The SECRET risks of a common prostate procedure
Guys, your urologist won’t tell you this. He won’t admit it, and he won’t even talk about it unless you ask.
And if you DO ask about the safety of that “just-in-case” prostate biopsy he wants to perform, he’ll swear up and down that it’s safe and easy.
When it’s all over, he’ll be able to confirm that your low-risk tumor is indeed in no danger of turning aggressive, and you’ll be on your merry way.
Sounds good, right?
Well, don’t rush in for that biopsy yet. It’s not nearly the safe and easy procedure your doctor has claimed.
And in some cases, it can be far more dangerous than the cancer itself!
A new report on Medscape highlights the shadowy world of unreported side effects and complications.
The biopsy procedure itself can cause an infection and one of the most frightening conditions of all -- sepsis, a complication of infection that can be FATAL even if you get immediate help!
The new report finds that 1 in 20 biopsy patients suffer from dangerous infections, including sepsis. And among just prostate cancer patients, there’s reason to believe that the numbers may be even higher.
EVERY infection is serious. But in the case of prostate patients, the stakes are especially high: A 2011 study found that men hospitalized due to a prostate biopsy infection are 12 TIMES more likely to die.
That’s right. The cancer might not hurt you… but the biopsy might KILL you!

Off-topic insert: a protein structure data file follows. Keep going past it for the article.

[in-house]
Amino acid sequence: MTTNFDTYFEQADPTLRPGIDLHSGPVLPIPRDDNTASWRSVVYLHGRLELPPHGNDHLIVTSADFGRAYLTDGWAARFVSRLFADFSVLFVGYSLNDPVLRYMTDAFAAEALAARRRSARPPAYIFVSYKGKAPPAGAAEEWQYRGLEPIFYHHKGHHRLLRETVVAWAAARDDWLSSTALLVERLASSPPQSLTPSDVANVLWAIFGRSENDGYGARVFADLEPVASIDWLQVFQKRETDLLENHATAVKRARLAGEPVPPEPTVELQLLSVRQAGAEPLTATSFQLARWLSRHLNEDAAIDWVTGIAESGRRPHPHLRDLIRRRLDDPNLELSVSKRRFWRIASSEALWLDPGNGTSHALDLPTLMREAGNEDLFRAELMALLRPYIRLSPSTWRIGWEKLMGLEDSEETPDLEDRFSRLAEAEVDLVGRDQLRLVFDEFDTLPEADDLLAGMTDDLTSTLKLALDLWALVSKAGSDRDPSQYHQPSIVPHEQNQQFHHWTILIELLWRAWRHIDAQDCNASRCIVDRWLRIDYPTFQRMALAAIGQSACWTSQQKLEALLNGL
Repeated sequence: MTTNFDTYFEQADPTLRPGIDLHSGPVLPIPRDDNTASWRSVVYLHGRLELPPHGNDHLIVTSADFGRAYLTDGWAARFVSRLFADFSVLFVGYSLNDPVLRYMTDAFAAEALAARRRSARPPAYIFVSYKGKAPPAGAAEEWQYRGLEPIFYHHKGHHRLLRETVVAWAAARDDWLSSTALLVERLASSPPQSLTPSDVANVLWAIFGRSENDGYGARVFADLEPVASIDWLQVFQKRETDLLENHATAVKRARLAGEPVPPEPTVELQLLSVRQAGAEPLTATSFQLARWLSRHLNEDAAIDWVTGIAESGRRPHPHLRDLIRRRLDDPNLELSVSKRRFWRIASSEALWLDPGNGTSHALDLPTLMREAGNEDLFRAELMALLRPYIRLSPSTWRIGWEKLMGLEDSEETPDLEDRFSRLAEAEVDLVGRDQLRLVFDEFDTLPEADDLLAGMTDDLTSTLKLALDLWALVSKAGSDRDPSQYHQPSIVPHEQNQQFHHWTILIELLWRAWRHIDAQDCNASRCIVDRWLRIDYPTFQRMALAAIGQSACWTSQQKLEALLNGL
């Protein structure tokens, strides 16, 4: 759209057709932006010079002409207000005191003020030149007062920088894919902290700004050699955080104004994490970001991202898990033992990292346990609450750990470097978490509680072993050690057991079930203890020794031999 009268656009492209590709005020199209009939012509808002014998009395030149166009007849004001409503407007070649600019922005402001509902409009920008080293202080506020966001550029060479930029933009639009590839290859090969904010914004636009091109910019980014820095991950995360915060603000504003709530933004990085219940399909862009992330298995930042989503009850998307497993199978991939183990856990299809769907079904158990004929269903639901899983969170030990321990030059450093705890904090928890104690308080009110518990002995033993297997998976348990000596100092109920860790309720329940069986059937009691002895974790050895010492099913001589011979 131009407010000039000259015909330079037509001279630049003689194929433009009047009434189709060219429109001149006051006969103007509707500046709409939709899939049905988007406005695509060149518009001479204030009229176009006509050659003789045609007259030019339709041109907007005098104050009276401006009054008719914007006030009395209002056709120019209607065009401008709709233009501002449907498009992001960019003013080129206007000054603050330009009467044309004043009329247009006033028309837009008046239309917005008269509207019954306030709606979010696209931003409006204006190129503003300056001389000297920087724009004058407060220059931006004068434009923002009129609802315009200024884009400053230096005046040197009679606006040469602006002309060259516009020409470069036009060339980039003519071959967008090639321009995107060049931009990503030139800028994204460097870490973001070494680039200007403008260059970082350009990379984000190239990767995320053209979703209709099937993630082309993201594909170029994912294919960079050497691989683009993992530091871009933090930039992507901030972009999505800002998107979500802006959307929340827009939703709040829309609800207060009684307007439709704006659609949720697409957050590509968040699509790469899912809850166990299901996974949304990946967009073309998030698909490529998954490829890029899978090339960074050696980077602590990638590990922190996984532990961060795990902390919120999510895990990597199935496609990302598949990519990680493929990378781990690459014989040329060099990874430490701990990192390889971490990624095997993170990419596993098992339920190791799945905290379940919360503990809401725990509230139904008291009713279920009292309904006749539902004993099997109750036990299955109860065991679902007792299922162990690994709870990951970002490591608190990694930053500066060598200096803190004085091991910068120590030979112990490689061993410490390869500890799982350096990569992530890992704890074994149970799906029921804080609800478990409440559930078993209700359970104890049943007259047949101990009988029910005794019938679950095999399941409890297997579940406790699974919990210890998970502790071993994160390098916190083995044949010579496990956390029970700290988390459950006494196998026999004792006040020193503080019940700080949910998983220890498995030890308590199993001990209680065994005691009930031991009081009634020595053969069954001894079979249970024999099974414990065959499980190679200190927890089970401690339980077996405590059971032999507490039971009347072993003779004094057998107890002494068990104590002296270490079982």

Yet urologists still push biopsies too often. In many ways, the age of “active surveillance” might’ve made it worse: With fewer men seeking aggressive treatments, specialists are trying to pick up the slack with extra biopsies and other procedures.
Seems that at least some of them are more concerned about making up for lost business than doing what’s best for their patients!
And that’s just one risk. Even without infection, some men can suffer from other problems, including pain that can linger.
None of this means never get a biopsy.
But it does mean to be smart about it: Many low-risk cancers DON’T need a biopsy, just a doctor who can help keep watch over the tumor to ensure that it never turns aggressive.
If you’re on the fence, sometimes an MRI and/or ultrasound alone can give your doctor the information you both need to make the best decision without the help of a biopsy.
And if it turns out that you really do need that biopsy, there are steps you can take to minimize pain and cut the risks, including a direct MRI-guided biopsy.